This book does nicely on its own, but when you read it in conjunction with the "Detective" collection, it takes on a unique flavor that leaves you hungry for more.
OVER THE YEARS, THERE HAVE BEEN BATMAN STORIES WITH A GREAT STORY WITH TERRIBLE ART, AND GREAT ART WITH TERRIBLE STORIES. THIS BOOK HAS GREAT STORIES AND GREAT ART...I'VE BEEN AWAY FROM COMICS FOR AWHILE NOW...I HAVE A HUGE BATMAN AND BATMAN FAMILY COLLECTION OF COMICS AND BOOKS, AFTER I SAW BATMAN BEGINS, I WAS SUCKED BACK IN AGAIN.
PAUL DINI ISNT THE SOLE WRITER IN THIS COLLECTION, AND THEIR IS MORE THAN 1 ARTIST CONTRIBUTING...BUT THE WHOLE MASS OF TALENT IS RESPONSIBLE FOR A GREAT ADDITION TO THE BATMAN MYTHOS.
***SPOILERS*** ***SPOILERS*** ***SPOILERS***
So the main villain in this comic is Scarface, the little wooden puppet who is evil. I've always wondered about this villain, is the doll possessed? Is the puppeteer schizophrenic? Is the doll a mind control device? Etc. But this was just a good story, the guy who runs the puppet is dead and he has snagged a new person to be his "puppeteer." This time it's a woman and that's a little odd to me because I always figured that the person running him was always so violent that it would be a man.
There are guest appearances by Harley Quinn and the Joker and Zatanna and they are all great in their respective roles. The artwork is very good as well, and the twist that the Joker is now using magic tricks to break the law and kill hundreds if not thousands of people was awesome too!
***END SPOILERS*** ***END SPOILERS*** ***END SPOILERS***
Any fan of Batman should check this one out!
In "Double Talk" Batman discovers Scarface is back from the dead (see "Face to Face" for details on Scarface's "death") and Scarface's new Ventriloquist. To Penguin's dismay, this discovery takes place in the newly revamped Iceburg Lounge.
"Shark Bite" involves Riddler, teaming up with Batman in his new role as detective to find out who killed an old friend of Bruce Wayne, and why.
The two-part "Siege" storyline makes buying this worthwhile by itself. Recent fans of Batman probably know that for a while, Bruce was become rather psycotic and utterly consumed by Batman, to the point of letting his relationships with his family suffer badly. More recent fans will know that Bruce lately adopted Tim Drake (see "Face to Face" for this storyline). "Siege" begins with Bruce attempting to broker a truce between the bickering heads of states of two unfriendly nations. Unfortunately, a suicide bomber decides to blow up Wayne Towers, leaving it up to Tim and Bruce to save the day, the heads of state, and themselves as well.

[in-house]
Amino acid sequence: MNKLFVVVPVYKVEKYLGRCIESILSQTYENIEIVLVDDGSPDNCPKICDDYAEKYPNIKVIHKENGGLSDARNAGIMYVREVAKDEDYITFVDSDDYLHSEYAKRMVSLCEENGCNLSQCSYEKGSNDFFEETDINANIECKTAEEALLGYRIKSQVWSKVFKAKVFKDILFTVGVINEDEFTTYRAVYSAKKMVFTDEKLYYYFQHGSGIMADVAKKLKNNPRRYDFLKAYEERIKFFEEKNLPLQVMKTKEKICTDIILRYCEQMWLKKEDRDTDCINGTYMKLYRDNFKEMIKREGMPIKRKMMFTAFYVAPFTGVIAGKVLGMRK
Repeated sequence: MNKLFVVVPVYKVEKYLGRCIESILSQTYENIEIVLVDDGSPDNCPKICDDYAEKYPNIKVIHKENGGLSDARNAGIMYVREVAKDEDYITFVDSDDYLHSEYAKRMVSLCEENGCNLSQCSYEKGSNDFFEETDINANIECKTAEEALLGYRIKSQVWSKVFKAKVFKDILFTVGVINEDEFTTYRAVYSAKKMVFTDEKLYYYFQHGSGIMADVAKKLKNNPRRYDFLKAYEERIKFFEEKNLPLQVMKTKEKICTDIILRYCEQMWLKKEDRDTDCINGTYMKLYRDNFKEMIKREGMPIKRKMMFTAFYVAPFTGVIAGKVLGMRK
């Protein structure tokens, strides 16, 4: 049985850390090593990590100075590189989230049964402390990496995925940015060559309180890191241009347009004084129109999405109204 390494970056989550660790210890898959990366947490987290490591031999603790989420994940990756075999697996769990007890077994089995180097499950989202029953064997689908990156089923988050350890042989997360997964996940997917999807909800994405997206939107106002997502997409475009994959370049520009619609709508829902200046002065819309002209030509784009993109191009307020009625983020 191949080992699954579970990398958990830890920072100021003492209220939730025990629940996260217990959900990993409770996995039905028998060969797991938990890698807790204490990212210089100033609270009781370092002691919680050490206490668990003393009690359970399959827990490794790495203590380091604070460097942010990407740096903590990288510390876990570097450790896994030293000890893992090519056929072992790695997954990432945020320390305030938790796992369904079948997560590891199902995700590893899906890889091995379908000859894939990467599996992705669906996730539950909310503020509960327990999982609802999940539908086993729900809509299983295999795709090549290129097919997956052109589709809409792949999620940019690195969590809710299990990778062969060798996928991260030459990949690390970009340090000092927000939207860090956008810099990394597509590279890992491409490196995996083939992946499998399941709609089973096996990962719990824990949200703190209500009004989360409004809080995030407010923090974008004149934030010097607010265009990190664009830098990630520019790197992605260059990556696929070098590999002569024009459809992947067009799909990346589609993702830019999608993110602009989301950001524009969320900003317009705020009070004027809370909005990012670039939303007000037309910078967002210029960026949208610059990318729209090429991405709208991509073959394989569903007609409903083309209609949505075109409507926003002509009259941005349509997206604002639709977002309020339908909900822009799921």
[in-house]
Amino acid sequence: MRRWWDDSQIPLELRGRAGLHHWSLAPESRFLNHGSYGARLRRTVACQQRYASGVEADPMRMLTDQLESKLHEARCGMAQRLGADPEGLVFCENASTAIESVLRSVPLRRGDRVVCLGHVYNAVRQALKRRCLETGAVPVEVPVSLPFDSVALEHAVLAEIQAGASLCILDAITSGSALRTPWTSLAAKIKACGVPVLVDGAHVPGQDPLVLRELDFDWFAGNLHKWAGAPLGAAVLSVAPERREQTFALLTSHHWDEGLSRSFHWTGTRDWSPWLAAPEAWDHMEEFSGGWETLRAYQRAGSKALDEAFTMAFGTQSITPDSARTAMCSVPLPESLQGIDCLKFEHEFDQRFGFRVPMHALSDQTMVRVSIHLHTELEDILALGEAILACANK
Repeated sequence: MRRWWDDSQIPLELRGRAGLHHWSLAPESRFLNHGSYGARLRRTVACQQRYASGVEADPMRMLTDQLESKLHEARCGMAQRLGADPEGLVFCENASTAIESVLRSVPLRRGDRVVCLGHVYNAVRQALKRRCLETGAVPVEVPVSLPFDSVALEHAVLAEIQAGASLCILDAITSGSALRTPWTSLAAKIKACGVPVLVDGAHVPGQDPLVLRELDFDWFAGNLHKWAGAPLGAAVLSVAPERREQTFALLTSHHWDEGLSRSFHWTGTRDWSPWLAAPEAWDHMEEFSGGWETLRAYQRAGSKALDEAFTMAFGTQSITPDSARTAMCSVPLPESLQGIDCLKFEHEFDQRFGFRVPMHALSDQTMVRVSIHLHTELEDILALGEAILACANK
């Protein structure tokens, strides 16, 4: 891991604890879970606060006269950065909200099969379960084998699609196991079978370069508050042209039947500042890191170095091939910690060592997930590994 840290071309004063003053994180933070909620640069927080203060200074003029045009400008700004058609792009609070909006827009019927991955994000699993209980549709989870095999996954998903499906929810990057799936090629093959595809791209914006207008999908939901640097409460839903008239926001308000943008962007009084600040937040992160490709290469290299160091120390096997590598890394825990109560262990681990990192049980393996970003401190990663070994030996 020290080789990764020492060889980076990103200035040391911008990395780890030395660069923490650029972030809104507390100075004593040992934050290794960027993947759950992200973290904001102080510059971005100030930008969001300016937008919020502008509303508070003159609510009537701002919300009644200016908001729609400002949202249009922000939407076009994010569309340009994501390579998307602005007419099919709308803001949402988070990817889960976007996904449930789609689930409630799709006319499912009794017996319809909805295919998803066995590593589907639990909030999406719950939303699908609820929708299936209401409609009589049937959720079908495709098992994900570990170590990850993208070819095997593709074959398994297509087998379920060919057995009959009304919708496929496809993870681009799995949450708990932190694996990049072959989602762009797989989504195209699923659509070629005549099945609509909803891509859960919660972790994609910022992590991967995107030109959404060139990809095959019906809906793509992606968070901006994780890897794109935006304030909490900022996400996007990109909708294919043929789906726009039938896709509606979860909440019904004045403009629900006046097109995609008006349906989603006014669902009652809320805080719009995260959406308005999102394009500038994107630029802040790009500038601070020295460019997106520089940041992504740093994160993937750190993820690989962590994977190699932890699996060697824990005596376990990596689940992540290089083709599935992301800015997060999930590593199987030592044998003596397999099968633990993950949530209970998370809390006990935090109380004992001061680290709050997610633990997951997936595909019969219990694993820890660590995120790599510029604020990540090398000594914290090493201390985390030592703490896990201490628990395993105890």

"Kind of Like Family" stars Harleen Quinzel, better known as Harlequin. She's doing her best to get parole through her good behavior when she's kidnapped from Arkham (yes, really) and drafted by the new Scarface to help him carry out a robbery. This one did a good job of showing how Harley has changed, and showing her as a person rather than Joker's giggling henchwench.
"Triage" was a fun detective story, with Batman using his sleuthing skills to hunt down the mysterious person apparently intent on killing off the Terrible Trio. The real twist was in who the would-be killer is.
"Trust" was perhaps my favorite of the lot. The two-parter has a magician whose assistant died during a stunt. Batman's investigations turn up a pattern of deaths or mutilations in the magician's latest shows, and so he calls in Zatanna. It's probably a good idea to read "Identity Crisis" before reading this, although you can follow along fairly well without it. Over the course of their investigation, Batman and Zatanna must face the lack of trust in their relationship, and decide if their friendship can withstand the harm Zatanna did to Batman.
Overall, good artwork, excellent stories, and a nice addition to anyone's Batman collection.